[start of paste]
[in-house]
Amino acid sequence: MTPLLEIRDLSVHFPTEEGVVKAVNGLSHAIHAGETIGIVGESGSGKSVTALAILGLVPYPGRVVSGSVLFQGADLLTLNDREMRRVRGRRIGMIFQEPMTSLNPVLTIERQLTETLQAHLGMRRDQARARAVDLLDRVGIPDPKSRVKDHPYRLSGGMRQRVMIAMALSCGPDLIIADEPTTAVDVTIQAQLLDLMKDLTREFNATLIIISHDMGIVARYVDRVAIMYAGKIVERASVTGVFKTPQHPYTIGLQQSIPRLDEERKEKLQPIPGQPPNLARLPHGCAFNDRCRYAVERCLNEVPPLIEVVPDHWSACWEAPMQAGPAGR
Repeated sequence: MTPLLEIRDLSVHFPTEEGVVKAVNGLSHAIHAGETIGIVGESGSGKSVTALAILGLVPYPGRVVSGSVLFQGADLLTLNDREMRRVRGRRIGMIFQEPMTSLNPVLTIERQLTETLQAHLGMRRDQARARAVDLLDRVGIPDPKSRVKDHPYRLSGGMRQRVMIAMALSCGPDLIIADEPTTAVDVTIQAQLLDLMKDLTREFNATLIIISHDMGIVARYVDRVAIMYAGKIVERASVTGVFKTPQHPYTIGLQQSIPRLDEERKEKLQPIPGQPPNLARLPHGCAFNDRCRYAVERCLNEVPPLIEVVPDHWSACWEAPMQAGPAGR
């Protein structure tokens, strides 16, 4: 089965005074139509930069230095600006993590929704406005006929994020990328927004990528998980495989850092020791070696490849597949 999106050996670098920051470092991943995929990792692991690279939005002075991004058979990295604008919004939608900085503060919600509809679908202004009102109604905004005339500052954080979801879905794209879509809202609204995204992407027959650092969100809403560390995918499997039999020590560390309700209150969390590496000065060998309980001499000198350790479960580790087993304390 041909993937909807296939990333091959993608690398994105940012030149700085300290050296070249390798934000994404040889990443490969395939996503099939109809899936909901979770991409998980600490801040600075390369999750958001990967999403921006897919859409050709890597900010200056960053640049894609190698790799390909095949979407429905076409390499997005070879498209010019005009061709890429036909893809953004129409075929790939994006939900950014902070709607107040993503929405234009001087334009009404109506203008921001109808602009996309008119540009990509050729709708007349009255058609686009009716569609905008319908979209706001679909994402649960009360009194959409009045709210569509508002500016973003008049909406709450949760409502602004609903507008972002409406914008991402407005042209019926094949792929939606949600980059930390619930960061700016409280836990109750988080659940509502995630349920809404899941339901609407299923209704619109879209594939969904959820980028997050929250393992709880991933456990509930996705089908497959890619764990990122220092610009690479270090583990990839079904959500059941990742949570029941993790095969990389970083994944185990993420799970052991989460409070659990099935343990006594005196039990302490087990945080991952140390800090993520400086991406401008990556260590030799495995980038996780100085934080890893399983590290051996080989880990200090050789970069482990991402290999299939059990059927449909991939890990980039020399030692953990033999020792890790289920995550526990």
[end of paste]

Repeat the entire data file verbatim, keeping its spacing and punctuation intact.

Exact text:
[in-house]
Amino acid sequence: MTPLLEIRDLSVHFPTEEGVVKAVNGLSHAIHAGETIGIVGESGSGKSVTALAILGLVPYPGRVVSGSVLFQGADLLTLNDREMRRVRGRRIGMIFQEPMTSLNPVLTIERQLTETLQAHLGMRRDQARARAVDLLDRVGIPDPKSRVKDHPYRLSGGMRQRVMIAMALSCGPDLIIADEPTTAVDVTIQAQLLDLMKDLTREFNATLIIISHDMGIVARYVDRVAIMYAGKIVERASVTGVFKTPQHPYTIGLQQSIPRLDEERKEKLQPIPGQPPNLARLPHGCAFNDRCRYAVERCLNEVPPLIEVVPDHWSACWEAPMQAGPAGR
Repeated sequence: MTPLLEIRDLSVHFPTEEGVVKAVNGLSHAIHAGETIGIVGESGSGKSVTALAILGLVPYPGRVVSGSVLFQGADLLTLNDREMRRVRGRRIGMIFQEPMTSLNPVLTIERQLTETLQAHLGMRRDQARARAVDLLDRVGIPDPKSRVKDHPYRLSGGMRQRVMIAMALSCGPDLIIADEPTTAVDVTIQAQLLDLMKDLTREFNATLIIISHDMGIVARYVDRVAIMYAGKIVERASVTGVFKTPQHPYTIGLQQSIPRLDEERKEKLQPIPGQPPNLARLPHGCAFNDRCRYAVERCLNEVPPLIEVVPDHWSACWEAPMQAGPAGR
């Protein structure tokens, strides 16, 4: 089965005074139509930069230095600006993590929704406005006929994020990328927004990528998980495989850092020791070696490849597949 999106050996670098920051470092991943995929990792692991690279939005002075991004058979990295604008919004939608900085503060919600509809679908202004009102109604905004005339500052954080979801879905794209879509809202609204995204992407027959650092969100809403560390995918499997039999020590560390309700209150969390590496000065060998309980001499000198350790479960580790087993304390 041909993937909807296939990333091959993608690398994105940012030149700085300290050296070249390798934000994404040889990443490969395939996503099939109809899936909901979770991409998980600490801040600075390369999750958001990967999403921006897919859409050709890597900010200056960053640049894609190698790799390909095949979407429905076409390499997005070879498209010019005009061709890429036909893809953004129409075929790939994006939900950014902070709607107040993503929405234009001087334009009404109506203008921001109808602009996309008119540009990509050729709708007349009255058609686009009716569609905008319908979209706001679909994402649960009360009194959409009045709210569509508002500016973003008049909406709450949760409502602004609903507008972002409406914008991402407005042209019926094949792929939606949600980059930390619930960061700016409280836990109750988080659940509502995630349920809404899941339901609407299923209704619109879209594939969904959820980028997050929250393992709880991933456990509930996705089908497959890619764990990122220092610009690479270090583990990839079904959500059941990742949570029941993790095969990389970083994944185990993420799970052991989460409070659990099935343990006594005196039990302490087990945080991952140390800090993520400086991406401008990556260590030799495995980038996780100085934080890893399983590290051996080989880990200090050789970069482990991402290999299939059990059927449909991939890990980039020399030692953990033999020792890790289920995550526990």